National Grid: Dream or Reality?
Oct 16, 2008 - Ucilia Wang - greentechmedia.com
U.S. Sen. Maria Cantwell told a solar conference crowd that she will tackle the complex issue of regulating utilities and building new transmission lines at a time when money is tough to come by.
U.S. Sen. Maria Cantwell, D-Wash., told a solar conference audience Thursday that she will work on policies for building new power transmission lines and allowing consumers to get credits for excess electricity from their solar panels.
Cantwell was one of several politicians and representatives of Sens. Barack Obama and John McCain who used the well-attended Solar Power International in San Diego this week to tout their greentech credentials. California Gov. Arnold Schwarzenegger made a last-minute appearance and said nothing surprising (see Schwarzenegger: Solar Can't be Stopped).
Fresh from helping to pass an eight-year solar tax credits bill, Cantwell was gung-ho about what she plans to tackle in 2009. She talked about the thorny and complex issues that surround building a national electric grid as well as speeding up the approval process for building solar and other renewable energy projects on public lands. She also discussed making a loan-guarantee program that is run by the U.S. Department of Energy available to more mature technologies.
States have traditionally been tasked with regulating utilities and transmission-line projects, and dozens of states also have passed laws to promote renewable energy and energy efficiency technologies through rebates and tax breaks. But that should be changed, Cantwell said.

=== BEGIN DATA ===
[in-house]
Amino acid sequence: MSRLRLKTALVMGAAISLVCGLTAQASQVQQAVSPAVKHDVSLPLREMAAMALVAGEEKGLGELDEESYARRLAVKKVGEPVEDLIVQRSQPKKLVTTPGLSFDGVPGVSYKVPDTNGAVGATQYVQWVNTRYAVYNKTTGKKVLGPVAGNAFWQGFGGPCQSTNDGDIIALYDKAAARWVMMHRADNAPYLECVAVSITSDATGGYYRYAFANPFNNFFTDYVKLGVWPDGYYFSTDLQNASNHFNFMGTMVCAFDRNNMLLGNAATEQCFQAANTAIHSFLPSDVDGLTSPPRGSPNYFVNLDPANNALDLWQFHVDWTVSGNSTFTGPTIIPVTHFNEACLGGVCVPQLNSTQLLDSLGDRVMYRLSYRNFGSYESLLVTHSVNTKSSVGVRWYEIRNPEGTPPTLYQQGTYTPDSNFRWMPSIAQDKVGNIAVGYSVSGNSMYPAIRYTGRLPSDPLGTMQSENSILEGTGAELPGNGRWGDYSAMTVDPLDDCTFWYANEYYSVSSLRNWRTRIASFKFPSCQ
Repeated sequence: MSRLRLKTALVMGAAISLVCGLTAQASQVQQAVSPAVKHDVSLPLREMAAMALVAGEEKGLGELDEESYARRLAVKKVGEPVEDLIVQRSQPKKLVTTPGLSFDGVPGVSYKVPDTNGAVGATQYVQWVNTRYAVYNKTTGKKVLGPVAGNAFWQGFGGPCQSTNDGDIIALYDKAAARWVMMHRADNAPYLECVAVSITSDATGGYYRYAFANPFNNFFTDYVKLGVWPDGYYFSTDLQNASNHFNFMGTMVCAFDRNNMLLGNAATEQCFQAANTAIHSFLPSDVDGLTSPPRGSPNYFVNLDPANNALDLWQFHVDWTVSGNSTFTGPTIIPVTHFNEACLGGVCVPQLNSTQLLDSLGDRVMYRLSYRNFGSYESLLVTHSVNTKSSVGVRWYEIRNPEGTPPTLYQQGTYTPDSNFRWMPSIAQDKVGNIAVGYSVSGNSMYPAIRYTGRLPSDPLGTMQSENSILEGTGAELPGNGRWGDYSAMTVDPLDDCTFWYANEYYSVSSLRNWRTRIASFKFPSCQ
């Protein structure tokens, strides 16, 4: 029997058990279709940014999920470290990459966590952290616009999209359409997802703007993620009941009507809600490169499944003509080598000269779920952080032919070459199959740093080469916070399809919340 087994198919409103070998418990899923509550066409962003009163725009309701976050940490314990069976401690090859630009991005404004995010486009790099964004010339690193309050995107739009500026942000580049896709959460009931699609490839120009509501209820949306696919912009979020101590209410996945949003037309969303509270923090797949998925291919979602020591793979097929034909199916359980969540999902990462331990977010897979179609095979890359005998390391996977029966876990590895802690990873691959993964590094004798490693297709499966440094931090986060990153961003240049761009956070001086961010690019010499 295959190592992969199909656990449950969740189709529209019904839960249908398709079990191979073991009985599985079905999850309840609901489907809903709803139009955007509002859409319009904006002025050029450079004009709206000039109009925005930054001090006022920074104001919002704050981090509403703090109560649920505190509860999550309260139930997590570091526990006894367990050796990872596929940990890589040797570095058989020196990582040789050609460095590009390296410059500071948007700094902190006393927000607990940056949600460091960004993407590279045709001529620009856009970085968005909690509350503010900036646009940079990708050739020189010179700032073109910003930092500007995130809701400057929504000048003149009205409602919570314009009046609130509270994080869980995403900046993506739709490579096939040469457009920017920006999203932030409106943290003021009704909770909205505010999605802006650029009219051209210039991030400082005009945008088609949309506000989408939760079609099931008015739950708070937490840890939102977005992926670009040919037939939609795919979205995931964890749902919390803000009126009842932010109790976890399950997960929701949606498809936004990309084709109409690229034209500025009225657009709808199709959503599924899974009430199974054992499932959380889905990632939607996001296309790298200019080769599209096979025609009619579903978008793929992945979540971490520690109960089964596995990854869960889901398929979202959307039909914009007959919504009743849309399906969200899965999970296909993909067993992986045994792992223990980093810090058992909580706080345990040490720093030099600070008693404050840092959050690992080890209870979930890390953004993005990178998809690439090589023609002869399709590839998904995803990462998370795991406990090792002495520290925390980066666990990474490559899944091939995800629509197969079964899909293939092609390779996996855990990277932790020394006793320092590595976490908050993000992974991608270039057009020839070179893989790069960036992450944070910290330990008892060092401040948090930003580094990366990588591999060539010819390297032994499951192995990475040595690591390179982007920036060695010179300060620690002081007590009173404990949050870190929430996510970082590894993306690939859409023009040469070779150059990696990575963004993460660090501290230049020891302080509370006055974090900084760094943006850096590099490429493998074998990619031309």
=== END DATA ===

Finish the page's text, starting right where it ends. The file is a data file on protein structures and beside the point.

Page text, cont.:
"We need to rethink the traditional sphere of policy making," Cantwell said. "Some policies can make a big difference in the deployment of renewable sources into the grid. These are policies of national interest."
Anyone who has followed the tortuous process it took to pass those solar tax credits knows that the federal government rarely moves quickly, except in the case of the $700 billion plan to rescue the faltering financial markets. Some would argue that the tax credits wouldn't have gained approval this year if they weren't attached to the bailout plan.
With a worsening economy and talks about using more federal dollars to prop up the financial markets, how likely will legislators be able to support measures that will cost businesses and consumers money to implement?
The growth of renewable energy will require expensive transmission lines because many solar and wind farms are located in sparsely populated areas. To support these new energy sources and the growing demand for electricity, $900 billion will be needed for building the transmission and distribution networks by 2030, according to the Brattle Group.
Cantwell already made it clear that creating a program to trade carbon emissions credits will be difficult. Such a program would require businesses – operators of power plants, refineries and other heavy industries – to buy credits to help them meet emissions requirements.
"Instability of the capital market will be front and center. It will be hard to take up this legislation," Cantwell said.
Convincing utilities and states to go along with a national grid policy will be tough. Cantwell acknowledged that she will have to deal with "touchy and controversial issues."
Getting Republicans to support her efforts also won't be easy. Howard Berke, executive chairman and co-founder of solar-panel maker Konarka Technologies, represented McCain at a debate with Google's Dan Reicher at Solar Power. Berke made it clear that the Republican presidential candidate prefers not to set federal requirements for renewable energy production and use.
"It's difficult to accept a national mandate that will be the right solution for all 50 states," Berke said. "You will find that it will set the lowest bar."
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